• LE’s Optimal Range for Men: 125-175 ng/dL

Sex Hormone-Binding Globulin (SHBG) (serum)

Testosterone and estradiol circulate in the bloodstream, bound mostly to sex hormone-binding globulin (SHBG) and to some degree other proteins. Only a small fraction of the sex hormones are unbound, or "free," and thus biologically active and able to activate their receptors (Holst 2004; Rosner 1991; Hammond 2016).

SHBG levels should not be too low or too high. SHBG helps protect androgens like testosterone from being metabolized rapidly by the liver or excreted in the urine by the kidneys. If SHBG levels are too low, then testosterone will be metabolized and/or excreted too quickly and essentially wasted. If SHBG is too high, it decreases the active form of the hormone available to the tissues by binding too much of it up. Thus, bioavailability of sex hormones is influenced by the level of SHBG (Laurent 2016). High levels of insulin decrease SHBG level (Strain 1994). On the other hand, thyroid hormone and estrogen increase it (Serin 2001; Kalme 1999; Selva 2009).

  • Reference Ranges for Men:
    • 20-49 yrs.: 16.5-55.9 nmol/L
    • >49 yrs.: 19.3-76.4 nmol/L
  • LE’s Optimal Range for Men: ~30-40 nmol/L

Estradiol (E2) (serum)

Estradiol (E2) is the predominant sex hormone present in females and is also found at lower levels in men (Wise 2009; Schulster 2016). In men, high levels of estradiol are associated with abdominal fat, enlargement of the prostate, and cardiovascular risk. Also, low levels below 18 are associated with increased risk of fracture (Amin 2006).

  • Reference Range for Adult Men: 7.6-42.6 pg/mL
  • LE’s Optimal Range for Adult Men: 20-30 pg/mL

Total Estrogens (serum or plasma)

Total estrogen is a measurement of overall estrogen status. Estrogens are important regulators of reproductive and non-reproductive organs in men (Cooke 2017). They are involved in sexual development, lipid metabolism (Kula 2005), bone health (Vandenput 2009), and regulate body weight and adiposity (Rubinow 2017), immunity (Ercan 2017) and cardiovascular health (Sudhir 1999). The total estrogen test does not break down the individual estrogens but looks at the total body burden of estrogens and can even include exogenous estrogens such as phytoestrogens and xenoestrogens from the environment.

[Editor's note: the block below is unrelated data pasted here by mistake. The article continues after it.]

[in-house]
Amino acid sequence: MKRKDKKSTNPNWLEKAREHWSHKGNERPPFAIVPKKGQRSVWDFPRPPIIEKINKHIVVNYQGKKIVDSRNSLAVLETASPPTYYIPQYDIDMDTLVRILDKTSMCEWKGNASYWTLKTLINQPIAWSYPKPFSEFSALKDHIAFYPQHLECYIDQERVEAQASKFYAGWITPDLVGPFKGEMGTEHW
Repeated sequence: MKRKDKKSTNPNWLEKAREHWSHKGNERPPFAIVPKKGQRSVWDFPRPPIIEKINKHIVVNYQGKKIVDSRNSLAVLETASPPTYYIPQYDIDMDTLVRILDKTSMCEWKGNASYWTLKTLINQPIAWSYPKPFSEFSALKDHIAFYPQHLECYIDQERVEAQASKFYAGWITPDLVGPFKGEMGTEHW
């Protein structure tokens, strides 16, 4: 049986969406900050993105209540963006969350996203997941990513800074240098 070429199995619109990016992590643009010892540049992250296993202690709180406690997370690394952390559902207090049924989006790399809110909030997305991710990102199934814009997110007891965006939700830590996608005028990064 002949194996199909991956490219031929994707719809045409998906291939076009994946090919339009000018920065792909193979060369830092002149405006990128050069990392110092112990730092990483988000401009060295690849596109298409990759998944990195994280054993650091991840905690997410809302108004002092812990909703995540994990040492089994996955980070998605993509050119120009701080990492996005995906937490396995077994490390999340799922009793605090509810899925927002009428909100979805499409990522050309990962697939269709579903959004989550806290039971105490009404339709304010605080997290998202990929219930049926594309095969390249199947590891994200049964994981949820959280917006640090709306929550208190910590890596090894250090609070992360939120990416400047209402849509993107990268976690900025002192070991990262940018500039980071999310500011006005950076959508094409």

• Reference Range for Men: 40-115 pg/mL
  • LE’s Optimal Range for Men: 40-77 pg/mL

Prostate-Specific Antigen (PSA) (serum)

Prostate specific antigen (PSA) is produced exclusively by cells of the prostate gland (Lilja 1988; Sp 2013). Used in conjunction with the digital rectal examination, PSA is a useful screening test for benign prostatic hyperplasia (BPH) and prostate cancer. The real value of the PSA test is looking at trends over time versus a single PSA reading.

  • Reference Range: 0.0-4.0 ng/mL
  • LE’s Optimal Range: 0.0-1.0 ng/mL

Alpha-fetoprotein (AFP) (serum)

Alpha-fetoprotein (a-FP, AFP) has several applications, the most important being in the management of testicular cancer.

  • Normal range: 0.0-8.3 ng/mL

Refer to Life Extension’s Male Hormone Restoration protocol for additional information about the benefits of these and other tests to overall health.